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Scrapbook: Big Rally Against Proposed New Coal Plant in Chicago

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July 13, 2012

Big Rally Against Proposed New Coal Plant in Chicago


On July 10, more than 200 Chicagoans rallied outside the State of Illinois' offices in downtown Chicago to protest a proposed new coal plant to be built within the city limits. Despite public opposition, in June the Illinois legislature passed a bill, now sitting on Governor Pat Quinn's desk, which would OK the construction of a new coal gasification plant on the city's Southeast Side.

That's Southeast Side activist Gustavo Mota at the microphone, above. "Today is my 16th birthday, and there is nowhere I would rather spend it than standing up with you all to defend our community!" he told the cheering crowd.


"Governor Quinn, here's a solution: Bring us jobs that don't bring pollution!" was one of the many rallying cries, delivered in both English and Spanish, at the demonstration, which was organized by the Sierra Club's Beyond Coal campaign and the Environmental Justice Alliance of Greater Southeast Chicago. The Sierra Club is a founding member of the Alliance.

"We had a great day voicing our opposition to bringing a new coal plant into the city after we just nailed down the retirement of our two existing coal plants," said Chicago-based Sierra Club organizer Kady McFadden.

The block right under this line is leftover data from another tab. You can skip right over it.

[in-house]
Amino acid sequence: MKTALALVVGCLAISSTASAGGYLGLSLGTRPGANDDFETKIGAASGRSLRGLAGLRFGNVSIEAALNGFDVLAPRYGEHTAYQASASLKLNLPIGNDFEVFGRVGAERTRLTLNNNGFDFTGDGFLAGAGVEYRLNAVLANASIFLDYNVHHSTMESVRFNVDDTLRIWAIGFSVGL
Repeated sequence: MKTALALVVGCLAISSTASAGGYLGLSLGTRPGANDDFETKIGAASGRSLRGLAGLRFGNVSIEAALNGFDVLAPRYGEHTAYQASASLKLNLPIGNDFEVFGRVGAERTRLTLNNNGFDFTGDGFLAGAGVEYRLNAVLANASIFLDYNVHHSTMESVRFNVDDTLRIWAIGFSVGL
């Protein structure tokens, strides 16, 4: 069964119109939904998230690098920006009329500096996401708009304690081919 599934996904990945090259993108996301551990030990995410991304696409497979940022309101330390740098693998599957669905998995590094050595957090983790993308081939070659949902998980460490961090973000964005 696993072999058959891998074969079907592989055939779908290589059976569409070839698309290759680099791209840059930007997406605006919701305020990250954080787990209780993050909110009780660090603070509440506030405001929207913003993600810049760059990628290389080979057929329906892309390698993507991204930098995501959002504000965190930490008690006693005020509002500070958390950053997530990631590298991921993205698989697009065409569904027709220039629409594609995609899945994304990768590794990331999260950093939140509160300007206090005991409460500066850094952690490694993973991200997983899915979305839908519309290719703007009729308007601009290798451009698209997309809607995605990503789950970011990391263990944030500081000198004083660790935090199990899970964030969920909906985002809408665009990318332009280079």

This February, the city's Fisk and Crawford coal plants — two of the oldest and dirtiest coal-burning power plants in the nation — were scheduled for retirement. That's smokestack pollution from the Fisk plant, below. Chicago is the only U.S. city with two coal plants inside its city limits; both are on the Southeast Side. And now a new one is being proposed.


"The bill that's now on Governor Quinn's desk would force the state's natural gas utilities into 30 years of contracts to pay for the construction and output of Leucadia Energy's coal gasification plant," said McFadden. "We're urging the governor to veto this boondoggle of a bill."

Chicago's Southeast Side is beset with high pollution and unemployment rates, and the Sierra Club has been working over the past couple of years with community leaders and environmental justice activists to fight the Leucadia plant.


"What goes up must come down!" said Cheryl Johnson, above, at the rally. "Pollution, it don't go to heaven!"

Cheryl is the daughter of Hazel Johnson, known as the "mother of the environmental justice movement," who died last year.

Governor Quinn has supported Leucadia Energy in the past. "It's going to be the consumer angle that gets him to veto this bill," McFadden said. "This bill would force natural gas utilities into 30-year contracts to purchase energy from the new proposed plant, regardless of the price. Because of current low natural gas prices, it would cost consumers across the state an additional $450 a year for the first decade. It's crazy."

Governor Quinn's chief of staff came down to publicly receive 11,374 petitions, collected from residents and ratepayers across Illinois, asking the governor to say no to the Leucadia plant.

"After today's rally we're one step closer to victory," McFadden said.



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